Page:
I borrowed this record from my local library as a Miles Davis obsessed sixteen-year-old, as it had John Mclaughlin on it. What I discovered was Don Cherry. This track captivated me and I still love it.
The music is a great early example of using the recording studio to conjure up a vision of some kind of imaginary ‘ancient to the future’ ( to quote from the Art Ensemble of Chicago) pan-cultural space.
Recorded in 1970, this predates Jon Hassell’s ‘Vernal Equinox’ by nearly a decade.
The track starts with a tape loop of some Indian music (flute and tamboura), sounding like it was fished out of a pond. The ‘Desert Band’ fade in, and Don Cherry’s trumpet sound evokes musical traditions much more ancient than jazz. This is what I always loved about his playing- it feels connected to something universal and timeless. There is no attempt at sounding polished or slick.
In the liner notes for the live album “Actions” (1971) Cherry is quoted as saying “I hate professionalism… (it) became like a religion in some quarters. To me there’s more to religion than that.”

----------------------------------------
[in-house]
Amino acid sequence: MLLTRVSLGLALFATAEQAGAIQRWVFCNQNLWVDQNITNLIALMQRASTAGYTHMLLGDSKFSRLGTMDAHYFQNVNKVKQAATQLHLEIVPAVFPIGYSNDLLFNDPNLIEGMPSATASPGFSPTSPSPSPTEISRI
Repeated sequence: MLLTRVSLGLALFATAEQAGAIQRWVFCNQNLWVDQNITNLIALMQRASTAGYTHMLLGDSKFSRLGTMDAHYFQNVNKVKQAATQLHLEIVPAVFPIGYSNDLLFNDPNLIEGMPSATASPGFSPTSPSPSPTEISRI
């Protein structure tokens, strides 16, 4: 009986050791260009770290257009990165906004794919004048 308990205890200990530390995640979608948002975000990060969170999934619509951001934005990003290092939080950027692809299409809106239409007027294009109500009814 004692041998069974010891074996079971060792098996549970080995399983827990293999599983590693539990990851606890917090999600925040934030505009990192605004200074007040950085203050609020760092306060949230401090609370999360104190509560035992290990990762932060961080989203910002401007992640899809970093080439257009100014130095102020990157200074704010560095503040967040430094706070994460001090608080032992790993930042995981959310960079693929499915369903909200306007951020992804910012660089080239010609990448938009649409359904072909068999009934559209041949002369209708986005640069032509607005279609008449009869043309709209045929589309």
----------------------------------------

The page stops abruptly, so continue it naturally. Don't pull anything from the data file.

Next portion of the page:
Cherry plays what sounds like an improvised melodic line. This section of the tape is then repeated later in the piece (with slightly different editing at the end), which has the effect of transforming an improvised line into a theme. This is exactly the same technique that was used by Teo Macero on Miles Davis records of the period, especially “In a Silent Way” and “Bitches Brew”.
In a long and fascinating article about the making of the record, Carla Bley says that A.I.R. and some of the other pieces “…didn’t yet exist – all being Frankenstein creations put together later from bits and pieces of discarded materials.
To read the article by Carla Bley, click on “Accomplishing Escalator Over the Hill” .